Last week, my Education Update outlined the debate over time. I pointed out that students in North Carolina spend more time in the classroom than their counterparts in other nations. This includes countries that outperform the state and nation on international assessments.
If you don’t believe me (silly), perhaps the new report by the Center for Public Education, Time in school: How does the U.S. compare?, will convince you. Researchers at CPE, a project of the National School Boards Association, argue,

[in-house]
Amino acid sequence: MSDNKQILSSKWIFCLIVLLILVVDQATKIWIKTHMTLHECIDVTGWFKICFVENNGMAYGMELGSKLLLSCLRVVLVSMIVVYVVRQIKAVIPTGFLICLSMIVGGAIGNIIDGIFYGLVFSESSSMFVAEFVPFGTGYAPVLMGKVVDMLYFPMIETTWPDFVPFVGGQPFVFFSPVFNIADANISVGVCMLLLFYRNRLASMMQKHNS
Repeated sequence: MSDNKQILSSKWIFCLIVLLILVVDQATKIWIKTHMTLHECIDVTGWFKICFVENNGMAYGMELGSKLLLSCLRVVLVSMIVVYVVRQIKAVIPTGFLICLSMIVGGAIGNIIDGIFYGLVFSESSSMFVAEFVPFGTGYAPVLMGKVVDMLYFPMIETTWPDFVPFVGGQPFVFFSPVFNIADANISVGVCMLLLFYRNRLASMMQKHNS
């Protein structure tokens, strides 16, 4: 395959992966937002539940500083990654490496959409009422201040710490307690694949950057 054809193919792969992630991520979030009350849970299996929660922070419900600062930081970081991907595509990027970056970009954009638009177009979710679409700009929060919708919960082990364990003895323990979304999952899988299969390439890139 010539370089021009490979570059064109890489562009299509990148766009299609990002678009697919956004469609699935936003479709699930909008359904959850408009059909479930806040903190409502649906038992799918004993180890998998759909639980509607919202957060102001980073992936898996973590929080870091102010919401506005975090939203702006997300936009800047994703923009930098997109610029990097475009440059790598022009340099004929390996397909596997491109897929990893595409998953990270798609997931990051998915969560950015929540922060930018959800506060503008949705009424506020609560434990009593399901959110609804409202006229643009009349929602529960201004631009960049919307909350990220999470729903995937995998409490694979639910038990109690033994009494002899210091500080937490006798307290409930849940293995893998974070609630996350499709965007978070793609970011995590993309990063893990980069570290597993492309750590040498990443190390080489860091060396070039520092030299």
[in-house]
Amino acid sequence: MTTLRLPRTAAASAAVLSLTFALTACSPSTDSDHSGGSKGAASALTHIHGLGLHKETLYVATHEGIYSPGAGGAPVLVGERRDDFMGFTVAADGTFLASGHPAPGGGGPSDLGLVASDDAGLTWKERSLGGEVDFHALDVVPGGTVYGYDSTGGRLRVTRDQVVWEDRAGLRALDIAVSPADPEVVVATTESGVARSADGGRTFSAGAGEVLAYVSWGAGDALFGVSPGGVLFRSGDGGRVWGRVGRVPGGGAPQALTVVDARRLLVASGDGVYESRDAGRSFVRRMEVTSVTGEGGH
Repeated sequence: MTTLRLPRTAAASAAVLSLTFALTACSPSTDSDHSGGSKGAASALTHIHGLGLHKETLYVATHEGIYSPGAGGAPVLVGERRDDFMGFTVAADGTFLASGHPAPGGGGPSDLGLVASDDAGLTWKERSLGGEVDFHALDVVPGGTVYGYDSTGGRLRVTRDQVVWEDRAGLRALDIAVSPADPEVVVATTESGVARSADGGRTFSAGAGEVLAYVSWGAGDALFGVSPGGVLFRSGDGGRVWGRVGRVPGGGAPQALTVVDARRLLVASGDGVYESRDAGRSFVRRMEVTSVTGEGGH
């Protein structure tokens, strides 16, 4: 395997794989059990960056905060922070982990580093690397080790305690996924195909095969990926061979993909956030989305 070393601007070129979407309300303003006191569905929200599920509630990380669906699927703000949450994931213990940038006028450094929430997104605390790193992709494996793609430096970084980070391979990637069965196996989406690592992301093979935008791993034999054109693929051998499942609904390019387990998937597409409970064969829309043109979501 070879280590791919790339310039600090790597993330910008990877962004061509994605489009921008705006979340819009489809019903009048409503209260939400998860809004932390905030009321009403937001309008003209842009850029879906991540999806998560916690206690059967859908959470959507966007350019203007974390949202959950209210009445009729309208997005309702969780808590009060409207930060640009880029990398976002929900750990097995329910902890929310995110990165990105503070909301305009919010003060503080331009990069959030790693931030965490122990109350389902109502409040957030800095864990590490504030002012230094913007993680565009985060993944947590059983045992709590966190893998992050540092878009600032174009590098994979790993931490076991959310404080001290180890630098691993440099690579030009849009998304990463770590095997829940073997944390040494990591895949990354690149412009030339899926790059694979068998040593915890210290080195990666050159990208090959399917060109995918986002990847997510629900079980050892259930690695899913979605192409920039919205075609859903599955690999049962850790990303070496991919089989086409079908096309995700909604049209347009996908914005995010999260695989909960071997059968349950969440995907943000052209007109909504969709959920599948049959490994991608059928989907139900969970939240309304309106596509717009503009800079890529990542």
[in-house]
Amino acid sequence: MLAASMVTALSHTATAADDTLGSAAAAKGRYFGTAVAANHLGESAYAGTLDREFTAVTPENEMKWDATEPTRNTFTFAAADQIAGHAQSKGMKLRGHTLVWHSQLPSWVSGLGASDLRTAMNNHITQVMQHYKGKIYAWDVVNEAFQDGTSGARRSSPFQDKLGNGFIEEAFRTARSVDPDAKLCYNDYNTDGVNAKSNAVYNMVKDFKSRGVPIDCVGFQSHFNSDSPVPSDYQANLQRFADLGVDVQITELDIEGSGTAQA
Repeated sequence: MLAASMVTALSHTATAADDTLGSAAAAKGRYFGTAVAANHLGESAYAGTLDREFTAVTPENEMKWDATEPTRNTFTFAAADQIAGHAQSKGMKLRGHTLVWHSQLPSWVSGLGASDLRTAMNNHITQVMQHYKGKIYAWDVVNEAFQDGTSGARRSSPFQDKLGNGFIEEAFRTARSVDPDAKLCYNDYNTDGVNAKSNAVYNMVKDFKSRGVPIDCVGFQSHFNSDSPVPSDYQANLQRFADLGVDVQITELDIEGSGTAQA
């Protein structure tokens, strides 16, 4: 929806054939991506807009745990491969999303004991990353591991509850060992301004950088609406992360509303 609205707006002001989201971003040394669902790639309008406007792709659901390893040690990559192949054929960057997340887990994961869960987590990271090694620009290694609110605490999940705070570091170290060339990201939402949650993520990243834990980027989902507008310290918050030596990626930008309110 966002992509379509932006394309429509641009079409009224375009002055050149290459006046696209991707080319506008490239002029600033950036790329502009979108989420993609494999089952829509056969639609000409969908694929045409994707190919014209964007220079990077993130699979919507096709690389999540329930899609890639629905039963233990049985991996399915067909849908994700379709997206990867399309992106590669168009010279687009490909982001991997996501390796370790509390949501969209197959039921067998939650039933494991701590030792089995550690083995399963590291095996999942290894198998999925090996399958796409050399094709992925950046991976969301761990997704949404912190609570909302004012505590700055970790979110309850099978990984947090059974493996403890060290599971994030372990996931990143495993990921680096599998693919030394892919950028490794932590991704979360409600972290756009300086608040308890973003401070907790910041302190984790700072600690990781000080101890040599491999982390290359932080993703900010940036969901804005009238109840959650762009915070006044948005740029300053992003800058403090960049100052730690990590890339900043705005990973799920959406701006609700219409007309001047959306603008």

“There is a perception among policymakers and the public that U.S. students spend less time in school. The data clearly shows that most U.S. schools require at least as much or more instructional time as other countries,” said Jim Hull, senior policy analyst at the NSBA’s Center for Public Education.
So there it is. As usual, you heard it here first.